THE POWER OF PRESERVATION
Few towns possess the architectural heritage of Jefferson, which boasts more than 100 state and nationally recognized historical structures. In the mid-20th Century, the local Jessie Allen Wise Garden Club began sparking interest in preservation and heritage tourism. The club restored and runs the 1850s Excelsior House, one of the oldest continuously operating hotels in Texas. Other restorations by local individuals followed, such as the Greek Revival Freeman Plantation, a Louisiana-style raised cottage built in 1850, and the 1872 Italianate Victorian “House of the Seasons,” featuring a frescoed dome and original furnishings.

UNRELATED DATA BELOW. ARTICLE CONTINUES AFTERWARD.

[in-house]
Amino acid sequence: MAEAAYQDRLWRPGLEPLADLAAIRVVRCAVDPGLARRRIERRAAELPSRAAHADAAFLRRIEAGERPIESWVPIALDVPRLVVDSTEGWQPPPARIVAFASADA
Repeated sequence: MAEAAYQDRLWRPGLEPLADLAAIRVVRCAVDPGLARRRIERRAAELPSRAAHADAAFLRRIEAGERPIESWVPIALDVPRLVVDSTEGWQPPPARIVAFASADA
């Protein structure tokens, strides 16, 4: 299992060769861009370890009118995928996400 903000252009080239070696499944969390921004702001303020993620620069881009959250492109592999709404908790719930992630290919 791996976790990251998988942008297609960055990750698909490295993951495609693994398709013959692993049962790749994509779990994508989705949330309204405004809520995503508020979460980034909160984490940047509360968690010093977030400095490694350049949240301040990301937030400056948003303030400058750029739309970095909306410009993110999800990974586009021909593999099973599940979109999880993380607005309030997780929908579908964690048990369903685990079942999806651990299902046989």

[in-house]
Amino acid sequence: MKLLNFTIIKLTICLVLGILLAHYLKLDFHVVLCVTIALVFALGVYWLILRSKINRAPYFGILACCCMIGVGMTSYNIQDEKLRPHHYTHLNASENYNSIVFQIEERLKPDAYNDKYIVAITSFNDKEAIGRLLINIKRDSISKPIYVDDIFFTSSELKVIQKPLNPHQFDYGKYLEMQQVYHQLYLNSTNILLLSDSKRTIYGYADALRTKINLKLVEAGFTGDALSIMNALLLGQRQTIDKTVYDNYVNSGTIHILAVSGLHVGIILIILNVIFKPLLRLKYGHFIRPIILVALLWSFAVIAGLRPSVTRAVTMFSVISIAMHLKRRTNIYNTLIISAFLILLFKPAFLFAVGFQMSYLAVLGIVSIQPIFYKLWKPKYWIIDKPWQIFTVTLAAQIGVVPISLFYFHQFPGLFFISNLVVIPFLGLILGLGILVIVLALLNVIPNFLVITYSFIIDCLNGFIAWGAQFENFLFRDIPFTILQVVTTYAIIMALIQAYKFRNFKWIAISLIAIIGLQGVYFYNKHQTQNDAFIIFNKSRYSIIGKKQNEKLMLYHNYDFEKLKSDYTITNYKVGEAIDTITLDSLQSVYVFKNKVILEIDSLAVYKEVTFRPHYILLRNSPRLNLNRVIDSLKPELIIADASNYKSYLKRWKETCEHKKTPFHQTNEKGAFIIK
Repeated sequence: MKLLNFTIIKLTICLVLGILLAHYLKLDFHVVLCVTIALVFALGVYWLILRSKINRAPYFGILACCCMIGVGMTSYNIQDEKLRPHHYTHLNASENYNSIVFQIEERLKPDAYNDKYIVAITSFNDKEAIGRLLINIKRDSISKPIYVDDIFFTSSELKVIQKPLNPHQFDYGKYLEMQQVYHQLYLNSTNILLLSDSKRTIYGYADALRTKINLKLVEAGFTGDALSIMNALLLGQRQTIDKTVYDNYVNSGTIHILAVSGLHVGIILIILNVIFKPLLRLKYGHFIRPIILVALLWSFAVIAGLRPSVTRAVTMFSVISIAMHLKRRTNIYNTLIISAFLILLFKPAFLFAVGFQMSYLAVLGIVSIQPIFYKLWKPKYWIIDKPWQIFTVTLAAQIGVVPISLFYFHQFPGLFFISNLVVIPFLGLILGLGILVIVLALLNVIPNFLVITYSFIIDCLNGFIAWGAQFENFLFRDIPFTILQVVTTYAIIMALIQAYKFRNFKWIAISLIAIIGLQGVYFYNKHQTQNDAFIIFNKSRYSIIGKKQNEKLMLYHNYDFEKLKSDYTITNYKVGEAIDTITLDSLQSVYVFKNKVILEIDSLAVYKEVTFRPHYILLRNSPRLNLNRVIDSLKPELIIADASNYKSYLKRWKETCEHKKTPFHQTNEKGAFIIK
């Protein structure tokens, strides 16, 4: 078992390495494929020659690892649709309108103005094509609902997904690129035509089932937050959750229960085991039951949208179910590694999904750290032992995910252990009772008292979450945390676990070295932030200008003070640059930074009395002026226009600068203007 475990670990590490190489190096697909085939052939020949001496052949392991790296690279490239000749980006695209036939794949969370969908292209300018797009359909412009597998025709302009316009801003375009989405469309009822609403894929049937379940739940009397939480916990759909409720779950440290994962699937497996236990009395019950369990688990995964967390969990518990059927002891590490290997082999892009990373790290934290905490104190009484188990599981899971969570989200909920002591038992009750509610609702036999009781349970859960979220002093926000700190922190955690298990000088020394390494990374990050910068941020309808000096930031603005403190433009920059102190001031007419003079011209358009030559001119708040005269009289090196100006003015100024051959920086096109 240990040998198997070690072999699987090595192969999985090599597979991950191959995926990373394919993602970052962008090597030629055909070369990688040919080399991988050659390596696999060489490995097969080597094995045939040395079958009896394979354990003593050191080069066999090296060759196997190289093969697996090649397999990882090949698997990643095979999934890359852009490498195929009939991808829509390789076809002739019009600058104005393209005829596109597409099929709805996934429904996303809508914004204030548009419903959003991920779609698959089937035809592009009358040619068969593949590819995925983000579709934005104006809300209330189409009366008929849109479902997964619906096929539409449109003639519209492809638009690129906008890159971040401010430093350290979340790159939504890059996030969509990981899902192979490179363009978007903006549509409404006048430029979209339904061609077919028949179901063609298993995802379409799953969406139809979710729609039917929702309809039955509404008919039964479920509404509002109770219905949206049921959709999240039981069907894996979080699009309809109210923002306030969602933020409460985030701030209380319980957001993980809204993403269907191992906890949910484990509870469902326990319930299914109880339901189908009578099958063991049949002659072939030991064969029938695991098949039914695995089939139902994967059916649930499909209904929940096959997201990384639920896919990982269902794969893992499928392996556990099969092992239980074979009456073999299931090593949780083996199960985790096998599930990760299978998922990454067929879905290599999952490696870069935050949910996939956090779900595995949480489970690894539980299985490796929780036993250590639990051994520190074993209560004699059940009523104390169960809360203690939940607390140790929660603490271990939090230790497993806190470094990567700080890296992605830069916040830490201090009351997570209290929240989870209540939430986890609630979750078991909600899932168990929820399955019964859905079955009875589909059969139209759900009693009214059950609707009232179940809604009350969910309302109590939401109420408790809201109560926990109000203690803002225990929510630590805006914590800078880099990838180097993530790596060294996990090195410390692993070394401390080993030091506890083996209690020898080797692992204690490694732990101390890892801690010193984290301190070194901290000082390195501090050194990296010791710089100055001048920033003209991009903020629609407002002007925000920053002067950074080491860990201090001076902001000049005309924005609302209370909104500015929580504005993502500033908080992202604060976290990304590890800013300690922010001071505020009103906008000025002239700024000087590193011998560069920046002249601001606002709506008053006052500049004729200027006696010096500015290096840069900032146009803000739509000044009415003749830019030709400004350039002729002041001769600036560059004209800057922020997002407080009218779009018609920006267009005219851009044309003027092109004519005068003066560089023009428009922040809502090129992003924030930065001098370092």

Jefferson is the designated “Bed and Breakfast Capital of East Texas,” with more than 40 properties offering accommodations. Walk the historic downtown streets and browse art studios and antiques stores and a variety of places with a past, including the 1912 Marion County Courthouse. Visit the restored 1907 Carnegie Library, one of the few funded by industrialist Andrew Carnegie that still serves its original purpose. Outside the library is the 1912 bronze Sterne fountain, graced by a statue of the goddess Hebe who pours water in three levels--for horses, people and dogs. The restored 1888 former federal courthouse and post office now is home to the Jefferson Historical Society Museum, where displays reveal the opulent world of the town’s most prominent citizens, the daily lives of the working class, and the importance of steamboats and railroads to the area. And though Jay Gould’s railroad didn’t stop here, his elegantly appointed 1888 private railroad car, the “Atalanta,” is a local attraction open for tours. The coach was restored after serving as a residence during Jefferson’s 1930s oil boom. The Ruth Lester Memorial honors a pioneering local preservationist. Built about 1860 as a private residence, it served many functions over the years and today is used for local theatrical productions.